I see a connection with our time. Consider that we live in a era when the church is floundering and is increasingly viewed as irrelevant.
We all know that the church must find a way to change that. Some want to keep doing the same thing we’ve always done and hope that people will miraculously come back and start filling pews again.
But just as the Temple wasn’t coming back for the Jewish people, that is not going to happen for us.
Where is God? Haven’t we done all that we were expected to do?
The Jewish faithful made pilgrimages and made the required sacrifices. Jews practiced hospitality and shared with the stranger. We have tithed and formed women’s groups. We’ve sent missionaries around the globe to help others. We developed Sunday Schools and built larger buildings when the numbers swelled.
So Where? Where is God now?
We have an empty sanctuary. In many ways this sanctuary is as dead as the Temple. Rather than being destroyed in an act of violent destruction, however, our holy place is simply fading away.
It’s hard to remain calm and carry on when everything we thought was so, is rejected by the world.
Where? Where is God? God is here. Do you not perceive the Spirit calling.
I am about to do a new thing;
now it springs forth, do you not perceive it?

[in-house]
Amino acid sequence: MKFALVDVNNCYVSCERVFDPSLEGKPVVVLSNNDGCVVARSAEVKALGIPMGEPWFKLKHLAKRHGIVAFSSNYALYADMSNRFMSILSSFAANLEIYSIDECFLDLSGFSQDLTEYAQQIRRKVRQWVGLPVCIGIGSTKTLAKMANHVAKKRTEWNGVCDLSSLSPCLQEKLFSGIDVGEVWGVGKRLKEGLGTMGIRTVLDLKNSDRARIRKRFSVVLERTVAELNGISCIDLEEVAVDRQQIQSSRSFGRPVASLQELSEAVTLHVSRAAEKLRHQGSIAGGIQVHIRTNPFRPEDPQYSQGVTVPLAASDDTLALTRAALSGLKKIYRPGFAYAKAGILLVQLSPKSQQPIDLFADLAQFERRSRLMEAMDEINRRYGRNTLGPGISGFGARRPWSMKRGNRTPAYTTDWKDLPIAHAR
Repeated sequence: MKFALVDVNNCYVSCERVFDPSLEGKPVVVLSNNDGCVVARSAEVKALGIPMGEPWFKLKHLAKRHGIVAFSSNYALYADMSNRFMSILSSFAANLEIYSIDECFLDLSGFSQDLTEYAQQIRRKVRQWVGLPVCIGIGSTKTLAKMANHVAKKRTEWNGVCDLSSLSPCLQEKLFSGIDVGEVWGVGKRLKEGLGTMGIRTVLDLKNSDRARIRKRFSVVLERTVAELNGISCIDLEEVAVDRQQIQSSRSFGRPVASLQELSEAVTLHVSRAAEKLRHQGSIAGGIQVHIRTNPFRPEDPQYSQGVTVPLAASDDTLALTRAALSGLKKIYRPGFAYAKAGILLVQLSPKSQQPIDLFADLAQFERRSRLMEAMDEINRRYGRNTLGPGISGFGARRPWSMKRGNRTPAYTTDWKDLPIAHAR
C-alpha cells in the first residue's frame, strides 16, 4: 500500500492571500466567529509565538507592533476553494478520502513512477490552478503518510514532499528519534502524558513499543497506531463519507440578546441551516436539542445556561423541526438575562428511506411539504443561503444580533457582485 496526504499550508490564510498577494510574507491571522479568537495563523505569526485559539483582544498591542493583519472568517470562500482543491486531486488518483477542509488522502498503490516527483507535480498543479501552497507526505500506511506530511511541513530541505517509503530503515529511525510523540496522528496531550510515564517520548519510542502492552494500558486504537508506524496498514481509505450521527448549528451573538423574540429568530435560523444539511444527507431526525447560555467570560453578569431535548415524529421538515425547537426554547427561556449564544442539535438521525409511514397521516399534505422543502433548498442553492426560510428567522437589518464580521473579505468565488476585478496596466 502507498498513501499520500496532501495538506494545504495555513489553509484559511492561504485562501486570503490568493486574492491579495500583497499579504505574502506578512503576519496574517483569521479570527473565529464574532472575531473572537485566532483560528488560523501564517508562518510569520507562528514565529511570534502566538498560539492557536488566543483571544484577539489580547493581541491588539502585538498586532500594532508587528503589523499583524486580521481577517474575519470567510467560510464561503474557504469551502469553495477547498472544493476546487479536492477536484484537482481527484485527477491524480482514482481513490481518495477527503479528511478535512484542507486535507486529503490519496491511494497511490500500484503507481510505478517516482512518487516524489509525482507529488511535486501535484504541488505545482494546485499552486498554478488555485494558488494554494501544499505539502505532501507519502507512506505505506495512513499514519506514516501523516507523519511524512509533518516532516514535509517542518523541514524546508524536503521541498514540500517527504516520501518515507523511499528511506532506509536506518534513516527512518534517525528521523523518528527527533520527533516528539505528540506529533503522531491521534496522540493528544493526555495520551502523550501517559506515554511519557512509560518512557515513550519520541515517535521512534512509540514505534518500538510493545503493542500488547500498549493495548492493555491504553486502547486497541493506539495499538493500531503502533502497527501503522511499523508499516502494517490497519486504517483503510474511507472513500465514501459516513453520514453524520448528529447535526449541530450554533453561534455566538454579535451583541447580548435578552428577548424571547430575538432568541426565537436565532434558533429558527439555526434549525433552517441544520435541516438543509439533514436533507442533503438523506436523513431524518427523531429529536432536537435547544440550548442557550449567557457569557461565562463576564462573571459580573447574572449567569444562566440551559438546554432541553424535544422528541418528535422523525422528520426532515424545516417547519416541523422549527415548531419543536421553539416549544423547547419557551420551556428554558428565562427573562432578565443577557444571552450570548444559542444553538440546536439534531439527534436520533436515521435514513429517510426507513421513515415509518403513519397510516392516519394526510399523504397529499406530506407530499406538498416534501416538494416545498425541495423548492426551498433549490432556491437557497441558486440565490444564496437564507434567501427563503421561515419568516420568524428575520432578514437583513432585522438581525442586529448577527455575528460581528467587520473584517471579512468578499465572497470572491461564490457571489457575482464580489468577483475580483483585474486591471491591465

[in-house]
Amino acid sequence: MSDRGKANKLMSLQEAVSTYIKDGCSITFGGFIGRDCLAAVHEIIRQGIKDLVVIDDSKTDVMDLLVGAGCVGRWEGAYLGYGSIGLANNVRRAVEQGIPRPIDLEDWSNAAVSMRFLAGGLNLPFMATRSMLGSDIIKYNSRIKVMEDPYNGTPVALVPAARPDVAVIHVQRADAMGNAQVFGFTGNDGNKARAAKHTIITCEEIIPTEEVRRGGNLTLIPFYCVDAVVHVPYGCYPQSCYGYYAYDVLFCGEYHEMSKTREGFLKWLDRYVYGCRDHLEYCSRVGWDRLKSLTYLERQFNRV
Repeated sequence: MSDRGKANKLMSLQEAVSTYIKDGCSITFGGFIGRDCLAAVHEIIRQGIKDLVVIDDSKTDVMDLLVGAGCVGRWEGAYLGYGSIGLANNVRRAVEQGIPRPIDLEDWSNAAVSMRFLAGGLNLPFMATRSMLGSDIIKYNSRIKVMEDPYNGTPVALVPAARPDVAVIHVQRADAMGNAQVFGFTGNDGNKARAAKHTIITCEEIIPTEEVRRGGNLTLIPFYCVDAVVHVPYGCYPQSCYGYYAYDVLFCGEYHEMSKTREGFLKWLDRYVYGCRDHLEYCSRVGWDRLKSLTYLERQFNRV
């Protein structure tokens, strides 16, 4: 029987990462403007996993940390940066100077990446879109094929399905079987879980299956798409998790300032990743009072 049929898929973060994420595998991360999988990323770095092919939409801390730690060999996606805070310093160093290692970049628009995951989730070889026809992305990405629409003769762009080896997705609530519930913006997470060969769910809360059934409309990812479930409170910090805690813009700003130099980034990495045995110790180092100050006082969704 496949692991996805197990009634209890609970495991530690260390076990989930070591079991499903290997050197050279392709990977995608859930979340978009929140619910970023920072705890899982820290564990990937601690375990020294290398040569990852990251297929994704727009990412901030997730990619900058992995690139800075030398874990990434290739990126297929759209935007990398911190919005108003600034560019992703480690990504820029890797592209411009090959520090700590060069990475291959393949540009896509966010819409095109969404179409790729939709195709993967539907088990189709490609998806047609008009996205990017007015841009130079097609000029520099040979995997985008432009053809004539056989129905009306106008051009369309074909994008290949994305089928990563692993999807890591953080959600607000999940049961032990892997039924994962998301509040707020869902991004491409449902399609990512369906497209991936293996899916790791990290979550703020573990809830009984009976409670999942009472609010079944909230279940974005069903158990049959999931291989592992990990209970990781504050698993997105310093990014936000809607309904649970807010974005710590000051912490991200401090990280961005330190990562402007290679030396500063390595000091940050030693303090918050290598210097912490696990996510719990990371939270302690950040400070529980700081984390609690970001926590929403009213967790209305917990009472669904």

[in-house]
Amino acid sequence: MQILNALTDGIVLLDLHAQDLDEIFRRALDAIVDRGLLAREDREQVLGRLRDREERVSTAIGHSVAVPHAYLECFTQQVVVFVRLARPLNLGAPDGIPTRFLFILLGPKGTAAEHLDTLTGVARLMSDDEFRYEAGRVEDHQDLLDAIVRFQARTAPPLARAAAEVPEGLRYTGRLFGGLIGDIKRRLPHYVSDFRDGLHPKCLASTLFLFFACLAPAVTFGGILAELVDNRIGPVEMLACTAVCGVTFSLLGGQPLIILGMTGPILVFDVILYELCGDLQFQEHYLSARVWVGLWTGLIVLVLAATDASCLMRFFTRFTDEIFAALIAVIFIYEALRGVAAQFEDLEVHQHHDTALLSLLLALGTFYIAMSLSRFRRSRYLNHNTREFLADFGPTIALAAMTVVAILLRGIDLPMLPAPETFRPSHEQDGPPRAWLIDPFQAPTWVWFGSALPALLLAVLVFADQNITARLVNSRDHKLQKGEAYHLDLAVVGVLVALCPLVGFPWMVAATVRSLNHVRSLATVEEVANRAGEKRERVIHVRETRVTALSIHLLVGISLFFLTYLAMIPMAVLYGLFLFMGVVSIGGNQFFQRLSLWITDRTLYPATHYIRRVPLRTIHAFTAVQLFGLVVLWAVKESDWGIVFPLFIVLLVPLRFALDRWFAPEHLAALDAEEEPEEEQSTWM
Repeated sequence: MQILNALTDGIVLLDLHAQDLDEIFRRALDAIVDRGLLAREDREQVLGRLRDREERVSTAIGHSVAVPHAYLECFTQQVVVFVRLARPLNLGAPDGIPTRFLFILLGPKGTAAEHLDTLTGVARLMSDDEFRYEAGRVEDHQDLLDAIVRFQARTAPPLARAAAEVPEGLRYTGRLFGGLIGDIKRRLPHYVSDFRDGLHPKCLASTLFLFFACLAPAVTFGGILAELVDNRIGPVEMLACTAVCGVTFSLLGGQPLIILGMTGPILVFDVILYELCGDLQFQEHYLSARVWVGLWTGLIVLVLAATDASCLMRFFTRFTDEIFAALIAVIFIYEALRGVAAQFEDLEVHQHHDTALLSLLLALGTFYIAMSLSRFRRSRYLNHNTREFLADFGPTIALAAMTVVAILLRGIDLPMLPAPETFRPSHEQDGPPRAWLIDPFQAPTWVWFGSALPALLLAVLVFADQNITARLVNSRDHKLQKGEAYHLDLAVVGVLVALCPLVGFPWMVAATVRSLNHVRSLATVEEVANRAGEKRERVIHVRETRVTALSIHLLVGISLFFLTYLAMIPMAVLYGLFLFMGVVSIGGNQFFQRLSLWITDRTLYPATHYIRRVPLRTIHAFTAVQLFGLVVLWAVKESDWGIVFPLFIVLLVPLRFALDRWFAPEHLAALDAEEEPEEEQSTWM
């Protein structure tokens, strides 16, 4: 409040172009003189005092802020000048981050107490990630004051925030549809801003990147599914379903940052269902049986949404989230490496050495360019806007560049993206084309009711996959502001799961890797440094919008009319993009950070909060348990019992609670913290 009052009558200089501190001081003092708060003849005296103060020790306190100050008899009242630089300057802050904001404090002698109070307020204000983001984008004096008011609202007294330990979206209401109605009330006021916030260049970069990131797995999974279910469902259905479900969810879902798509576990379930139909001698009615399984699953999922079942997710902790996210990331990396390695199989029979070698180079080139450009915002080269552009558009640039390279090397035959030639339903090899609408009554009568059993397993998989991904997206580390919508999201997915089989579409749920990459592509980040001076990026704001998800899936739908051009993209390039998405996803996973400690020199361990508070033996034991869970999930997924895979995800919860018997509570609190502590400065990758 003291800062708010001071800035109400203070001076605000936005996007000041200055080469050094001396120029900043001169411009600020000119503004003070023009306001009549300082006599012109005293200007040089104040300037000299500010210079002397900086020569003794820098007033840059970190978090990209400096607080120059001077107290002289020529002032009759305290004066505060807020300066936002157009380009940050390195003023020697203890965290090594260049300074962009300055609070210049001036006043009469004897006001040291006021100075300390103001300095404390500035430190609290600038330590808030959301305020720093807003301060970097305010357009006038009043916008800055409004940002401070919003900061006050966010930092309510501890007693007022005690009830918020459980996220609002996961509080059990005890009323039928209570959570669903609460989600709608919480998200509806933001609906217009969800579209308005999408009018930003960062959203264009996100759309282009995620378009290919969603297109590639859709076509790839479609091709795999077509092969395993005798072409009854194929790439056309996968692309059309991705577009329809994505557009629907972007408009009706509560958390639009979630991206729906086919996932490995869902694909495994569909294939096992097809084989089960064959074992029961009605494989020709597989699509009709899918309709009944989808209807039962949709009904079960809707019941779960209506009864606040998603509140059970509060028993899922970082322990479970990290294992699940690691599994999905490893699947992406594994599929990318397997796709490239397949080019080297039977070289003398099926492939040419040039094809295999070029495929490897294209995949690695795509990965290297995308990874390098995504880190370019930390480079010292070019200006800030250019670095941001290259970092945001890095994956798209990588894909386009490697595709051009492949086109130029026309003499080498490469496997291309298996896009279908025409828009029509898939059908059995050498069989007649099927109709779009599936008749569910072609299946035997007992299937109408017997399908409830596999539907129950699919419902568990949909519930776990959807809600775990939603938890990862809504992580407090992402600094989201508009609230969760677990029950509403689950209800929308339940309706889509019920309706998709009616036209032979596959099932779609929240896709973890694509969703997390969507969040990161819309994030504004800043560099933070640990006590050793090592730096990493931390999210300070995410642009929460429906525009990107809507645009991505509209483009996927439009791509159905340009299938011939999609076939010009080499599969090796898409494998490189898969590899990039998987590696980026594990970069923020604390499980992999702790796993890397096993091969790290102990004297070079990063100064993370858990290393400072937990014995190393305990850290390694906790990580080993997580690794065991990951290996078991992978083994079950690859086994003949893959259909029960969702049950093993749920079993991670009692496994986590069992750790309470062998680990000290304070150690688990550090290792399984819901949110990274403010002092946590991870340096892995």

I will make a way in the wilderness
and rivers in the desert. (Isaiah 43:19 NRSV)
For some Jews in the post-Temple period, God encouraged faith structured around the emerging rabbinical Judaism, a more congregational model of faith. For other Jews and a lot of Gentiles in the post-Temple era, God’s transforming power manifest through the incarnation in Jesus resulting in a new religion that we call Christianity. And just as our faith has gone through major transformations before, it is doing so again today.
Historically, each time God called God’s people to transformation, folks were confused and anxious. They didn’t know what to do.
Each time God called God’s people to transformation, some clung desperately to the past. They were afraid of what they couldn’t see.
Each time, however, God has remained faithful to humanity and there have been those who have heard the voice of resurrection. They have trusted in Jesus as our temple.
They’ve said, “Keep calm and trust in God. God is doing a new thing; Do you not perceive it?
Friends, now’s the time! God is calling us to give up our reliance on our buildings and our institutional structures. God is calling for us to let go of anything — anything — that does not serve to further the realm of God on earth.